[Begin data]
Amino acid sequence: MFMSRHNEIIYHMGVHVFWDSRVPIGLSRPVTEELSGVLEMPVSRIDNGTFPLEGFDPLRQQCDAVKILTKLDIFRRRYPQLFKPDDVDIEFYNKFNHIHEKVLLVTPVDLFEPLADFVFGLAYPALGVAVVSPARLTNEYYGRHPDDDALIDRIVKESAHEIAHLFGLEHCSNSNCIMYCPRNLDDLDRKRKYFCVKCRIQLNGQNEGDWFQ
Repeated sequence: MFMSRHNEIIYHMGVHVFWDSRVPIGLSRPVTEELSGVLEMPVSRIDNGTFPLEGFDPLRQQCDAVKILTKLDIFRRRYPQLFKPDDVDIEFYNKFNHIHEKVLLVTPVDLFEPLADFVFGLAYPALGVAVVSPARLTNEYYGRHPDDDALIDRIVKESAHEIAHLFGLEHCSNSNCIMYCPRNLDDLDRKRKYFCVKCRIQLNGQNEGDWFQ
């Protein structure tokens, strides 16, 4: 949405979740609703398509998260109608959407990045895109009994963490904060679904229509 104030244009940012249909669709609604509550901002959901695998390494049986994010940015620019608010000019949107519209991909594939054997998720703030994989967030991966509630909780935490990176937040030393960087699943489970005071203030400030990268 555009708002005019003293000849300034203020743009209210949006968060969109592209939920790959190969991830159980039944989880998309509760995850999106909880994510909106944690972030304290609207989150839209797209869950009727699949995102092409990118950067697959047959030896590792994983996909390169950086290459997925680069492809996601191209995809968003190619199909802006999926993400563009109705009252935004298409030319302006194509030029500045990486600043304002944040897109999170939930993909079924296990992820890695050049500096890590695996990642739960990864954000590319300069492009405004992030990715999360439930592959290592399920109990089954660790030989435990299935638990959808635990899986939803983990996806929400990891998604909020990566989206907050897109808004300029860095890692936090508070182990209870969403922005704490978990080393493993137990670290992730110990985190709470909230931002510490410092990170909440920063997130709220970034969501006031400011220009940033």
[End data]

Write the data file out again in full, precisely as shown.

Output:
Amino acid sequence: MFMSRHNEIIYHMGVHVFWDSRVPIGLSRPVTEELSGVLEMPVSRIDNGTFPLEGFDPLRQQCDAVKILTKLDIFRRRYPQLFKPDDVDIEFYNKFNHIHEKVLLVTPVDLFEPLADFVFGLAYPALGVAVVSPARLTNEYYGRHPDDDALIDRIVKESAHEIAHLFGLEHCSNSNCIMYCPRNLDDLDRKRKYFCVKCRIQLNGQNEGDWFQ
Repeated sequence: MFMSRHNEIIYHMGVHVFWDSRVPIGLSRPVTEELSGVLEMPVSRIDNGTFPLEGFDPLRQQCDAVKILTKLDIFRRRYPQLFKPDDVDIEFYNKFNHIHEKVLLVTPVDLFEPLADFVFGLAYPALGVAVVSPARLTNEYYGRHPDDDALIDRIVKESAHEIAHLFGLEHCSNSNCIMYCPRNLDDLDRKRKYFCVKCRIQLNGQNEGDWFQ
């Protein structure tokens, strides 16, 4: 949405979740609703398509998260109608959407990045895109009994963490904060679904229509 104030244009940012249909669709609604509550901002959901695998390494049986994010940015620019608010000019949107519209991909594939054997998720703030994989967030991966509630909780935490990176937040030393960087699943489970005071203030400030990268 555009708002005019003293000849300034203020743009209210949006968060969109592209939920790959190969991830159980039944989880998309509760995850999106909880994510909106944690972030304290609207989150839209797209869950009727699949995102092409990118950067697959047959030896590792994983996909390169950086290459997925680069492809996601191209995809968003190619199909802006999926993400563009109705009252935004298409030319302006194509030029500045990486600043304002944040897109999170939930993909079924296990992820890695050049500096890590695996990642739960990864954000590319300069492009405004992030990715999360439930592959290592399920109990089954660790030989435990299935638990959808635990899986939803983990996806929400990891998604909020990566989206907050897109808004300029860095890692936090508070182990209870969403922005704490978990080393493993137990670290992730110990985190709470909230931002510490410092990170909440920063997130709220970034969501006031400011220009940033």